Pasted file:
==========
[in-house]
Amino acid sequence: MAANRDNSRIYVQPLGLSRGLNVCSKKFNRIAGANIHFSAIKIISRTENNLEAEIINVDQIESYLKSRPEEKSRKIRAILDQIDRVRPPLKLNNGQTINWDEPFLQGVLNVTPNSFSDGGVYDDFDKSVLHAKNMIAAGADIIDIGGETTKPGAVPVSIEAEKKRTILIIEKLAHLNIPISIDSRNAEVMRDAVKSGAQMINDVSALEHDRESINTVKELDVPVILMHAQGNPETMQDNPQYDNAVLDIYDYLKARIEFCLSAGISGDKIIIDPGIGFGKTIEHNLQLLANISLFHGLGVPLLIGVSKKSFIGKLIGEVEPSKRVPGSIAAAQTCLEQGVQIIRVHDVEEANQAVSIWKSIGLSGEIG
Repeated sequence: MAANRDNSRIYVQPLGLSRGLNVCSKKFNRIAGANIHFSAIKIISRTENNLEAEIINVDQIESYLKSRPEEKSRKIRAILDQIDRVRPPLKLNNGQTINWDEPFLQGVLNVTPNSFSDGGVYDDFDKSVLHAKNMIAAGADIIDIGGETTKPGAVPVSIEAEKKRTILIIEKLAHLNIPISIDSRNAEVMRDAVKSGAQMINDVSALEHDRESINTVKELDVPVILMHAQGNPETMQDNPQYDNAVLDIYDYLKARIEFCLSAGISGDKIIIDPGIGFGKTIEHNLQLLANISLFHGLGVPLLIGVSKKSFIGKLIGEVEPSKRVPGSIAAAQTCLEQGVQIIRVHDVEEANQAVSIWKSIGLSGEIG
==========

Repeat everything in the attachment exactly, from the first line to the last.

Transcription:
[in-house]
Amino acid sequence: MAANRDNSRIYVQPLGLSRGLNVCSKKFNRIAGANIHFSAIKIISRTENNLEAEIINVDQIESYLKSRPEEKSRKIRAILDQIDRVRPPLKLNNGQTINWDEPFLQGVLNVTPNSFSDGGVYDDFDKSVLHAKNMIAAGADIIDIGGETTKPGAVPVSIEAEKKRTILIIEKLAHLNIPISIDSRNAEVMRDAVKSGAQMINDVSALEHDRESINTVKELDVPVILMHAQGNPETMQDNPQYDNAVLDIYDYLKARIEFCLSAGISGDKIIIDPGIGFGKTIEHNLQLLANISLFHGLGVPLLIGVSKKSFIGKLIGEVEPSKRVPGSIAAAQTCLEQGVQIIRVHDVEEANQAVSIWKSIGLSGEIG
Repeated sequence: MAANRDNSRIYVQPLGLSRGLNVCSKKFNRIAGANIHFSAIKIISRTENNLEAEIINVDQIESYLKSRPEEKSRKIRAILDQIDRVRPPLKLNNGQTINWDEPFLQGVLNVTPNSFSDGGVYDDFDKSVLHAKNMIAAGADIIDIGGETTKPGAVPVSIEAEKKRTILIIEKLAHLNIPISIDSRNAEVMRDAVKSGAQMINDVSALEHDRESINTVKELDVPVILMHAQGNPETMQDNPQYDNAVLDIYDYLKARIEFCLSAGISGDKIIIDPGIGFGKTIEHNLQLLANISLFHGLGVPLLIGVSKKSFIGKLIGEVEPSKRVPGSIAAAQTCLEQGVQIIRVHDVEEANQAVSIWKSIGLSGEIG